Retreat! Retreat!

Next week my annual spiritual retreat is coming up, and the shop will be closed June 13, 14, and 15. I will get as much bench work done as I can between now and then so it will be the least possible inconvenience. I have quite a few pieces finished right now that have not been picked up yet, so if you brought something in during the months of Feb and March and you haven’t heard from me, please check in.

Land Cruiser Partial Bypass

Today I completed one of my biggest car stereo jobs of the year, and the result far exceeded expectations! My customer brought me a 1998 Toyota Land Cruiser with the premium sound system in it. He wanted a complete upgrade: Apple Car Play stereo, new speakers all around, satellite radio, and backup camera.

Just one catch. According to the various Land Cruiser blogs I consulted, integrating the new stereo to the factory amp was problematic. Due to an oddly designed ground loop, if the new stereo’s line level output was connected to the factory amp’s input wiring, it would generate unacceptable noise levels. The amp had to be bypassed. I suggested, and my customer agreed, to insert Pioneer’s tiny GMD1004 amplifier into the bypass to provide him with the extra volume he craved.

But wait! What about the factory subwoofer? If I bypassed the factory amp, the subwoofer would no longer function. Would my customer have to buy another amp? or do without the low bass? Or was there another solution? It seemed to me there was! And so I set about performing a partial bypass.

It’s commonly believed that all aftermarket stereos have four output channels, but that’s not quite true. Some have six, some eight, some ten! Only four are powered, true, but line level outputs can be used at the same time as speaker level outputs, with no harmful effects. And so I set about utilizing eight of the new stereo’s ten outputs to feed both the factory amp and Pioneer’s tiny GMD1004.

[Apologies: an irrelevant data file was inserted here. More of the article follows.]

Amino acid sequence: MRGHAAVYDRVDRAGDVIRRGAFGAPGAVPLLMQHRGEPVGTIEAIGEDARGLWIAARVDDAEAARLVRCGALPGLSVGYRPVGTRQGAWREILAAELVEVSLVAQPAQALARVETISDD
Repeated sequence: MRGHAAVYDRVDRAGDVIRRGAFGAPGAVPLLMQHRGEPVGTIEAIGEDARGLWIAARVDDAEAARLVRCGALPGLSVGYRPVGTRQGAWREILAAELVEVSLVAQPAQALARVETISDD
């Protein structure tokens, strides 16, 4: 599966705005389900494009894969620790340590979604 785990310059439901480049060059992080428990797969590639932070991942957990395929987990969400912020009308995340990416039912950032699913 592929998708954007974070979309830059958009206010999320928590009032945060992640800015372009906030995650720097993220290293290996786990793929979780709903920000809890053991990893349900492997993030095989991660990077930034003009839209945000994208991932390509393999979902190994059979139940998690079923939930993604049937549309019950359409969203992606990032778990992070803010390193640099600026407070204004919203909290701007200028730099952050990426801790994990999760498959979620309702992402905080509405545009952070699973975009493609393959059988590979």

I connected the line level channels to the amp integration wiring adapter, to feed the factory amplifier.

 

 

 

 

 

 

 

 

 

 

 

 

 

 

 

 

I fed the speaker level connections into a pair of 16×4 speaker cables. I routed these cables behind the glove box, under the passenger door sill plate, and then routed alongside the factory amp’s wiring to the Pioneer “tiny amp”, which I installed right behind the factory amp. I tucked it under the carpet after the photo shoot!

 

 

 

 

 

 

 

 

 

 

 

 

 

 

 

 

Now for the surgery. I tapped into the factory amp’s power and ground wires to run the Pioneer amp. I always use an inline noise filter with these tiny amps, I find that the amp produces a much cleaner sound as a result. I cut the leads running from the factory amp to the door speakers, and spliced the speaker ends to the tiny amp’s output leads. I left the subwoofer leads connected to the factory amp.